Enemy #3: Nationalism

The final enemy we are squaring up against is nationalism, that is a sense of national devotion exalting one nation above all others and placing primary emphasis on promotion of its culture and interests. While this enemy may surprise some Christians, we only have to look at the most recent presidential election season to see how some followers of Jesus can lose their sense of self and propriety when it comes to the subject of politics.

Nationalism is allegiance to your nation above your allegiance to God. As the wise barber Jayber Crow observes in Wendell Berry’s novel by the same name, “A nation is an idea, and Port William is not. Maybe there is no live connection between a little place and a big idea. I think there is not.”

We do love our neighbors, like the people in Port William, or the people who live in our neighborhoods. But loving a nation is much more like loving an idea and ideas come and go; the kingdom of God lasts forever. We are free to love the idea of the nation in which we live, but not more than God.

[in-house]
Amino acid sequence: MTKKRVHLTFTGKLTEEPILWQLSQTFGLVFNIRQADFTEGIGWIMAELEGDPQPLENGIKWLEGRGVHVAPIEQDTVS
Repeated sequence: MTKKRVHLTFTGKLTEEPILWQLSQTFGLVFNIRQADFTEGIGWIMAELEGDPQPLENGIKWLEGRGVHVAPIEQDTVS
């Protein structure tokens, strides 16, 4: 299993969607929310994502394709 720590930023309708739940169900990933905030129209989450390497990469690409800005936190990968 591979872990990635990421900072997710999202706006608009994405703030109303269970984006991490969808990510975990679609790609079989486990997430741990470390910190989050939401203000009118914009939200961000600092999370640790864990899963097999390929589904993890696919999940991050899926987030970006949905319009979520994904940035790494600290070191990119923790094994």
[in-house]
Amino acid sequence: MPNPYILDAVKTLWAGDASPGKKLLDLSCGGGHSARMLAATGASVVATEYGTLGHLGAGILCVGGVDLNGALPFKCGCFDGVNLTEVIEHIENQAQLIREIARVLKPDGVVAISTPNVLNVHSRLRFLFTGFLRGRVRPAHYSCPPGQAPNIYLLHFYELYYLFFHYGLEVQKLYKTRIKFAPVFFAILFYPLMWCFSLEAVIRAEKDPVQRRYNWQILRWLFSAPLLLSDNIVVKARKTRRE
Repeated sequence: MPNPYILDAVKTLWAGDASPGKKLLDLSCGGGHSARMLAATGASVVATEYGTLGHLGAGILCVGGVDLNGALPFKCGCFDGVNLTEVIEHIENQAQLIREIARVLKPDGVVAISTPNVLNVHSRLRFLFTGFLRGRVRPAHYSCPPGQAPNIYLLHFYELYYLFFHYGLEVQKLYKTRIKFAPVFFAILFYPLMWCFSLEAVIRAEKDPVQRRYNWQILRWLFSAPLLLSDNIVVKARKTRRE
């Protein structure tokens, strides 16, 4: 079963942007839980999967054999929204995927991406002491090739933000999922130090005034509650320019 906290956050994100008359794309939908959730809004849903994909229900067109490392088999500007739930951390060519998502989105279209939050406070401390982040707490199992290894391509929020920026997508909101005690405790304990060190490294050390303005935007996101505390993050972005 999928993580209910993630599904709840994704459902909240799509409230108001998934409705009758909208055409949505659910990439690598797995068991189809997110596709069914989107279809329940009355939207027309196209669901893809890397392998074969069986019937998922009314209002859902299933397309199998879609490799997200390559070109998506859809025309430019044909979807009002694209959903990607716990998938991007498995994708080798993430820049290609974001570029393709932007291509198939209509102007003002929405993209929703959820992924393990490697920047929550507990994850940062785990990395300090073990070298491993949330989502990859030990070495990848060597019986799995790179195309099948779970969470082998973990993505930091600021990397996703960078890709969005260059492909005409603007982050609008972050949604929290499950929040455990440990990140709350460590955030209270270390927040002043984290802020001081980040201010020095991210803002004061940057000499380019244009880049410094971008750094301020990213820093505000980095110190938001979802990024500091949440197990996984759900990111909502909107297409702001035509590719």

And So We Fight

We understand that our enemies have been defeated even though they keep fighting. They are defeated, they just don’t know it yet. They have been defeated, but we still have to contend with them.

And so we fight. We resist. We take captive every thought rising up against the knowledge of Christ and most importantly we live as people lead by a distinctly different way of thinking. We live as sacred people. We live as communal people. We live as Christian people.

We live as sacred people. We live as communal people. We live as Christian people. Click To Tweet
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8 responses to “Sentness Extends Authority: Exploring what it means to be sent.